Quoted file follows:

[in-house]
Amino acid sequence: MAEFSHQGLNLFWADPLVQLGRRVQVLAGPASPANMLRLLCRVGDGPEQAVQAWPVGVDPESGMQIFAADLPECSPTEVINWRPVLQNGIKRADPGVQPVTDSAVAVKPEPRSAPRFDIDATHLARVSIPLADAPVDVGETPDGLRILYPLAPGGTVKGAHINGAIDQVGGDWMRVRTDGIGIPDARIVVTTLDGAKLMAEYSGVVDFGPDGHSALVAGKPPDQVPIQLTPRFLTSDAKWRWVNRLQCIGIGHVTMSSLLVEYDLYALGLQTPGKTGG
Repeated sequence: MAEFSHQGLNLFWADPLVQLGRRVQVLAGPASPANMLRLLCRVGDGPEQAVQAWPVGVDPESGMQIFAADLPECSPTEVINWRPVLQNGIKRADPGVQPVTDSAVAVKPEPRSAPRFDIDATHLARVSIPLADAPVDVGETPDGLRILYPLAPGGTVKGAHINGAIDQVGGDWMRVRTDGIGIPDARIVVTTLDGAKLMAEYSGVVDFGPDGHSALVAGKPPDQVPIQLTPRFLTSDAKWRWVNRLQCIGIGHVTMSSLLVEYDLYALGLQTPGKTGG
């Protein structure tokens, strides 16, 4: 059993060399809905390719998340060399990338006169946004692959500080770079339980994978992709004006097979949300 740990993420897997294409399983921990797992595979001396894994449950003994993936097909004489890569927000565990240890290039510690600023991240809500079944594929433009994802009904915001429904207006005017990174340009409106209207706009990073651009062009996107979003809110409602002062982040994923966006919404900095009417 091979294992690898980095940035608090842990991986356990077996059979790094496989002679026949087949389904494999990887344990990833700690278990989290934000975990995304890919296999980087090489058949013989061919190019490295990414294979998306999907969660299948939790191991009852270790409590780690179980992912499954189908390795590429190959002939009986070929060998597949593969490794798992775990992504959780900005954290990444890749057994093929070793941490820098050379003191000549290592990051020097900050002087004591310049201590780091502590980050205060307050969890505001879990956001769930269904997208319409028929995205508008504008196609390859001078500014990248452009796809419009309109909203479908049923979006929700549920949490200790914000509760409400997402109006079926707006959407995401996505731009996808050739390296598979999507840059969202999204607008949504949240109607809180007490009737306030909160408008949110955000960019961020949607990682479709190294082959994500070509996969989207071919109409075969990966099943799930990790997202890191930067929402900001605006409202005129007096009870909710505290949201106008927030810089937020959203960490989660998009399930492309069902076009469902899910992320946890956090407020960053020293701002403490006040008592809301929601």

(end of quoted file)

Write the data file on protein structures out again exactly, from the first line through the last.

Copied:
[in-house]
Amino acid sequence: MAEFSHQGLNLFWADPLVQLGRRVQVLAGPASPANMLRLLCRVGDGPEQAVQAWPVGVDPESGMQIFAADLPECSPTEVINWRPVLQNGIKRADPGVQPVTDSAVAVKPEPRSAPRFDIDATHLARVSIPLADAPVDVGETPDGLRILYPLAPGGTVKGAHINGAIDQVGGDWMRVRTDGIGIPDARIVVTTLDGAKLMAEYSGVVDFGPDGHSALVAGKPPDQVPIQLTPRFLTSDAKWRWVNRLQCIGIGHVTMSSLLVEYDLYALGLQTPGKTGG
Repeated sequence: MAEFSHQGLNLFWADPLVQLGRRVQVLAGPASPANMLRLLCRVGDGPEQAVQAWPVGVDPESGMQIFAADLPECSPTEVINWRPVLQNGIKRADPGVQPVTDSAVAVKPEPRSAPRFDIDATHLARVSIPLADAPVDVGETPDGLRILYPLAPGGTVKGAHINGAIDQVGGDWMRVRTDGIGIPDARIVVTTLDGAKLMAEYSGVVDFGPDGHSALVAGKPPDQVPIQLTPRFLTSDAKWRWVNRLQCIGIGHVTMSSLLVEYDLYALGLQTPGKTGG
């Protein structure tokens, strides 16, 4: 059993060399809905390719998340060399990338006169946004692959500080770079339980994978992709004006097979949300 740990993420897997294409399983921990797992595979001396894994449950003994993936097909004489890569927000565990240890290039510690600023991240809500079944594929433009994802009904915001429904207006005017990174340009409106209207706009990073651009062009996107979003809110409602002062982040994923966006919404900095009417 091979294992690898980095940035608090842990991986356990077996059979790094496989002679026949087949389904494999990887344990990833700690278990989290934000975990995304890919296999980087090489058949013989061919190019490295990414294979998306999907969660299948939790191991009852270790409590780690179980992912499954189908390795590429190959002939009986070929060998597949593969490794798992775990992504959780900005954290990444890749057994093929070793941490820098050379003191000549290592990051020097900050002087004591310049201590780091502590980050205060307050969890505001879990956001769930269904997208319409028929995205508008504008196609390859001078500014990248452009796809419009309109909203479908049923979006929700549920949490200790914000509760409400997402109006079926707006959407995401996505731009996808050739390296598979999507840059969202999204607008949504949240109607809180007490009737306030909160408008949110955000960019961020949607990682479709190294082959994500070509996969989207071919109409075969990966099943799930990790997202890191930067929402900001605006409202005129007096009870909710505290949201106008927030810089937020959203960490989660998009399930492309069902076009469902899910992320946890956090407020960053020293701002403490006040008592809301929601």